, 2010
"... Abstract. In the business process management community, transformations for process models are usually programmed using imperative languages. The underlying mapping rules tend to be documented using informal visual rules whereas they tend to be formalized using mathematical set constructs. In the Gr ..."
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Abstract. In the business process management community, transformations for process models are usually programmed using imperative languages. The underlying mapping rules tend to be documented using informal visual rules whereas they tend to be formalized using mathematical set constructs. In the Graph and Model Transformation communities, special purpose languages and tools are being developed to support the direct execution of such mapping rules. As part of our ongoing e ort to bridge these two communities, we have implemented a transformation from petrinets to statecharts (PN2SC) using both approaches. By relying on clear comparison criteria and by making the solutions available for online replay, we illustrate that rulebased approaches enable the transformation writer to focus on what the transformation should produce whereas imperative approaches require a more lowlevel speci cation involving element traversal algorithms. A mathematical formalization of such code not necessarily solves that problem. We therefore conclude that for developing mappings such as the PN2SC translation, the use of the GrGen language and tool is more appropriate. 1
Specification and Verification of Model Transformations
, 2010
"... Model transformations are a key concept within model driven development and there is an enormous need for suitable formal analysis techniques for model transformations, in particular with respect to behavioural equivalence of source models and their corresponding target models. For this reason, we ..."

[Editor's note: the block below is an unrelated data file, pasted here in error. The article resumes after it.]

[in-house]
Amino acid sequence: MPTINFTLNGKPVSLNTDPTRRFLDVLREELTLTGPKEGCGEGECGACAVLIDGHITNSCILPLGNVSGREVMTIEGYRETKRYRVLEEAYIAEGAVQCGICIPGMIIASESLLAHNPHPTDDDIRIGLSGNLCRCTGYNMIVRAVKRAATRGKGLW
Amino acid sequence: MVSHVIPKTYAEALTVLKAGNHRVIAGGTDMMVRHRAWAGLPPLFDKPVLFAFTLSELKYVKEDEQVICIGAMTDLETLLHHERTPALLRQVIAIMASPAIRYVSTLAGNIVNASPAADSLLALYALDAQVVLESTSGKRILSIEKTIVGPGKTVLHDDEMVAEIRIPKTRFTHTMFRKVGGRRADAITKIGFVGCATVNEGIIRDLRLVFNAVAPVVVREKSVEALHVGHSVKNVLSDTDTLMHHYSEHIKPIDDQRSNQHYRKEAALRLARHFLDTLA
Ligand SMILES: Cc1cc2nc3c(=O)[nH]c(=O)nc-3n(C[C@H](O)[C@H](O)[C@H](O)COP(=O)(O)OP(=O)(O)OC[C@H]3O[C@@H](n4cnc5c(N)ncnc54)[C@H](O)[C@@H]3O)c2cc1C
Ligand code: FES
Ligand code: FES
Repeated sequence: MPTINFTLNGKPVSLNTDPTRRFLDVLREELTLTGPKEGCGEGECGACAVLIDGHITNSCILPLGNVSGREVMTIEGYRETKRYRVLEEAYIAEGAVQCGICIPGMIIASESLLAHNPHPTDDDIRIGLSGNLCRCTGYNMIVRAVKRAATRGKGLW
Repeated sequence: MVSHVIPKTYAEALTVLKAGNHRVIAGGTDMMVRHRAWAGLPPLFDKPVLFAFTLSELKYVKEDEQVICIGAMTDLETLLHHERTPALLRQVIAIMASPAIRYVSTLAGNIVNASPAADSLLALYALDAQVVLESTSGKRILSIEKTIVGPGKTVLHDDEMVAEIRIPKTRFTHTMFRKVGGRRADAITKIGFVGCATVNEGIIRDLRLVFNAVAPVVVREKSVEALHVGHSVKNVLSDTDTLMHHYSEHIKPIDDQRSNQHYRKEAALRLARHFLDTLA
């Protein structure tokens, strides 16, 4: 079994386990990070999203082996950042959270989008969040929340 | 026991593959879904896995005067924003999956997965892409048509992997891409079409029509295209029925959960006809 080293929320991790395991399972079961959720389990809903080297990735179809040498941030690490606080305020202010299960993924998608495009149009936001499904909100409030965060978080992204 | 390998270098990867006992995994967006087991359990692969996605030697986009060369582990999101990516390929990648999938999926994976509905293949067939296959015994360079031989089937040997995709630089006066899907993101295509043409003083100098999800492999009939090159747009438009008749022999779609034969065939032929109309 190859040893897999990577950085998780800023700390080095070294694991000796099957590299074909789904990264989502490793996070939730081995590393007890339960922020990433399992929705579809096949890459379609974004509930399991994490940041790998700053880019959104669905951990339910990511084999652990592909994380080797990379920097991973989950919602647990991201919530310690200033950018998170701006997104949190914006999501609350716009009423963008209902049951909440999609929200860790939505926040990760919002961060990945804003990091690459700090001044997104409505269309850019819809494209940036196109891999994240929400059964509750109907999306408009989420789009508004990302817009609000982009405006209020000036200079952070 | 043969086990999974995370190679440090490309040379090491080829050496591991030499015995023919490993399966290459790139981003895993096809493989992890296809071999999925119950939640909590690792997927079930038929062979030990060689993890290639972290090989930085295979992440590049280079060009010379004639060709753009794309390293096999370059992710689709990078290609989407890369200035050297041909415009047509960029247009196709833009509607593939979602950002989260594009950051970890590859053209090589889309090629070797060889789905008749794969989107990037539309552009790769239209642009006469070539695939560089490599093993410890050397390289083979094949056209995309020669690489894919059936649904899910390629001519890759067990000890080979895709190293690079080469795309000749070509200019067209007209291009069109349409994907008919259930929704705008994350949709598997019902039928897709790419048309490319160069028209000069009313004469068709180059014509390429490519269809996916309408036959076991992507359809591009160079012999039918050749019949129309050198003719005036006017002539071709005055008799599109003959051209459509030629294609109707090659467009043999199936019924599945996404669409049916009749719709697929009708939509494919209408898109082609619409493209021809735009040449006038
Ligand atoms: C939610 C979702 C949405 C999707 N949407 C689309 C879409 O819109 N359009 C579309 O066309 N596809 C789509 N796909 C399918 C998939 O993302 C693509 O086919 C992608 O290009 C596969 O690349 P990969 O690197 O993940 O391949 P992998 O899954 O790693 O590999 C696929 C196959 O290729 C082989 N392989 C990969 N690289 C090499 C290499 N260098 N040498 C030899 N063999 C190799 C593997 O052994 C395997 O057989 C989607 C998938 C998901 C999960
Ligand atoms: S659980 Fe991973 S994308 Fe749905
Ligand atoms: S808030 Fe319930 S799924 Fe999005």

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Model transformations are a key concept within model driven development and there is an enormous need for suitable formal analysis techniques for model transformations, in particular with respect to behavioural equivalence of source models and their corresponding target models. For this reason, we discuss the general challenges that arise for the specification and verification of model transformations and present suitable formal techniques that are based on graph transformation. In this context, triple graph grammars show many benefits for the specification process, e.g. modelers can work on an intuitive level of abstraction and there are formal results for syntactical correctness, completeness and efficient execution. In order to verify model transformations with respect to behavioural equivalence we apply wellstudied techniques based on the double pushout approach with borrowed context, for which the model transformations specified by triple graph transformation rules are flattened to plain (insitu) graph transformation rules. The potential and adequateness of the presented techniques are demonstrated by an intuitive example, for which we show the correctness of the model transformation with respect to bisimilarity of source and target models.